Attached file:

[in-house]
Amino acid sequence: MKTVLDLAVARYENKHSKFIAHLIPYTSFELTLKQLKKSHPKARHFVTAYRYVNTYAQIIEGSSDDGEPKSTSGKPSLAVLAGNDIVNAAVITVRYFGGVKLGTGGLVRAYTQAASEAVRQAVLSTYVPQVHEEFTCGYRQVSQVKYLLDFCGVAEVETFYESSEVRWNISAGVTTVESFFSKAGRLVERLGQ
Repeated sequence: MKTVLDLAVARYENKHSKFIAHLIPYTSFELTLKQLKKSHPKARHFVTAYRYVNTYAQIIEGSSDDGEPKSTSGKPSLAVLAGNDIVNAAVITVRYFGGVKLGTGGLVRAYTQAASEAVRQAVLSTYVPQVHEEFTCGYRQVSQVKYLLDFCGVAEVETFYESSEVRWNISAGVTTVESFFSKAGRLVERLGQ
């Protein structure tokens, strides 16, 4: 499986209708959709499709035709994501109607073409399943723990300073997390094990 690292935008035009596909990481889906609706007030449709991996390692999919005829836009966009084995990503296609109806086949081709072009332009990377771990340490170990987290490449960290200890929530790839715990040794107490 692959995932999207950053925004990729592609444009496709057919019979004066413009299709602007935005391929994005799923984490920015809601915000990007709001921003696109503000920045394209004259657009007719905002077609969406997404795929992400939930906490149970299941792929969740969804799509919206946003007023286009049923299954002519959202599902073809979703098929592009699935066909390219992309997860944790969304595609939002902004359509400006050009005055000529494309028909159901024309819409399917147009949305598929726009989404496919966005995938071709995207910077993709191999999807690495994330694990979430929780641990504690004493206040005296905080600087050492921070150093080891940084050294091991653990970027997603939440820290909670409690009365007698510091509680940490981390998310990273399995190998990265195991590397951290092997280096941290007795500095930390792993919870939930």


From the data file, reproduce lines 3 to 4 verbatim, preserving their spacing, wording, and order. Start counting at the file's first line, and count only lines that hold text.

Repeated sequence: MKTVLDLAVARYENKHSKFIAHLIPYTSFELTLKQLKKSHPKARHFVTAYRYVNTYAQIIEGSSDDGEPKSTSGKPSLAVLAGNDIVNAAVITVRYFGGVKLGTGGLVRAYTQAASEAVRQAVLSTYVPQVHEEFTCGYRQVSQVKYLLDFCGVAEVETFYESSEVRWNISAGVTTVESFFSKAGRLVERLGQ
């Protein structure tokens, strides 16, 4: 499986209708959709499709035709994501109607073409399943723990300073997390094990 690292935008035009596909990481889906609706007030449709991996390692999919005829836009966009084995990503296609109806086949081709072009332009990377771990340490170990987290490449960290200890929530790839715990040794107490 692959995932999207950053925004990729592609444009496709057919019979004066413009299709602007935005391929994005799923984490920015809601915000990007709001921003696109503000920045394209004259657009007719905002077609969406997404795929992400939930906490149970299941792929969740969804799509919206946003007023286009049923299954002519959202599902073809979703098929592009699935066909390219992309997860944790969304595609939002902004359509400006050009005055000529494309028909159901024309819409399917147009949305598929726009989404496919966005995938071709995207910077993709191999999807690495994330694990979430929780641990504690004493206040005296905080600087050492921070150093080891940084050294091991653990970027997603939440820290909670409690009365007698510091509680940490981390998310990273399995190998990265195991590397951290092997280096941290007795500095930390792993919870939930």